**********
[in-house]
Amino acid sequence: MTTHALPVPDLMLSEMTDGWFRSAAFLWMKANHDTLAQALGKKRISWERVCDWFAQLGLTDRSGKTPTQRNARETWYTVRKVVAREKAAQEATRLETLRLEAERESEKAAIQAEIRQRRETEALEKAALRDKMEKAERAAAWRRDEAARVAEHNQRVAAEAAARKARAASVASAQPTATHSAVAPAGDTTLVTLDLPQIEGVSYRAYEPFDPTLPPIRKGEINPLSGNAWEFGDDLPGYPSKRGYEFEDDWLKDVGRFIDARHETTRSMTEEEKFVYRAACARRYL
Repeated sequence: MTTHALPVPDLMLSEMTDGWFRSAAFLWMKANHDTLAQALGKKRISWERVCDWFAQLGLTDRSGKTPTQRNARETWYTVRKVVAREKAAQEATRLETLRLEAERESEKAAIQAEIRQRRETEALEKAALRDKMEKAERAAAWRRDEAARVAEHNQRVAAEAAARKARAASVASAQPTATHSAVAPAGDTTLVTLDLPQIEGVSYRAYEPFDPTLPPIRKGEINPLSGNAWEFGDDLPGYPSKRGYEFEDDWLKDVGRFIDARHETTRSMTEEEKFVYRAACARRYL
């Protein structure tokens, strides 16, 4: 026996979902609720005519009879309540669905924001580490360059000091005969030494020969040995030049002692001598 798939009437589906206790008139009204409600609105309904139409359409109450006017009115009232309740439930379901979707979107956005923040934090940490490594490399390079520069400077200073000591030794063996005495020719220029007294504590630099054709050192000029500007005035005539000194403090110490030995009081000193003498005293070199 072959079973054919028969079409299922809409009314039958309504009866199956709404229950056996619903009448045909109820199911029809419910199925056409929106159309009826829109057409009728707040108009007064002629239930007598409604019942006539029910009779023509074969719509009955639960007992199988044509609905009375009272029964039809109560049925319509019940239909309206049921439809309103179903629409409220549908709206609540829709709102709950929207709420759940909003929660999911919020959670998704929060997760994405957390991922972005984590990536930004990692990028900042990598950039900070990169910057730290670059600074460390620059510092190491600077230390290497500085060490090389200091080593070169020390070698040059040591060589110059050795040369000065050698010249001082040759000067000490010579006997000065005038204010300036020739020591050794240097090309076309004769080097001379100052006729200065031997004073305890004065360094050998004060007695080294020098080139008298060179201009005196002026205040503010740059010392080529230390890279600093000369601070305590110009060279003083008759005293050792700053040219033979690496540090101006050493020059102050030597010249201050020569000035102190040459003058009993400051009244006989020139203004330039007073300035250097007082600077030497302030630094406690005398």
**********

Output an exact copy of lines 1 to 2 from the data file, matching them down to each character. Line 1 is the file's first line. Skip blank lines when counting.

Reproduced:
[in-house]
Amino acid sequence: MTTHALPVPDLMLSEMTDGWFRSAAFLWMKANHDTLAQALGKKRISWERVCDWFAQLGLTDRSGKTPTQRNARETWYTVRKVVAREKAAQEATRLETLRLEAERESEKAAIQAEIRQRRETEALEKAALRDKMEKAERAAAWRRDEAARVAEHNQRVAAEAAARKARAASVASAQPTATHSAVAPAGDTTLVTLDLPQIEGVSYRAYEPFDPTLPPIRKGEINPLSGNAWEFGDDLPGYPSKRGYEFEDDWLKDVGRFIDARHETTRSMTEEEKFVYRAACARRYL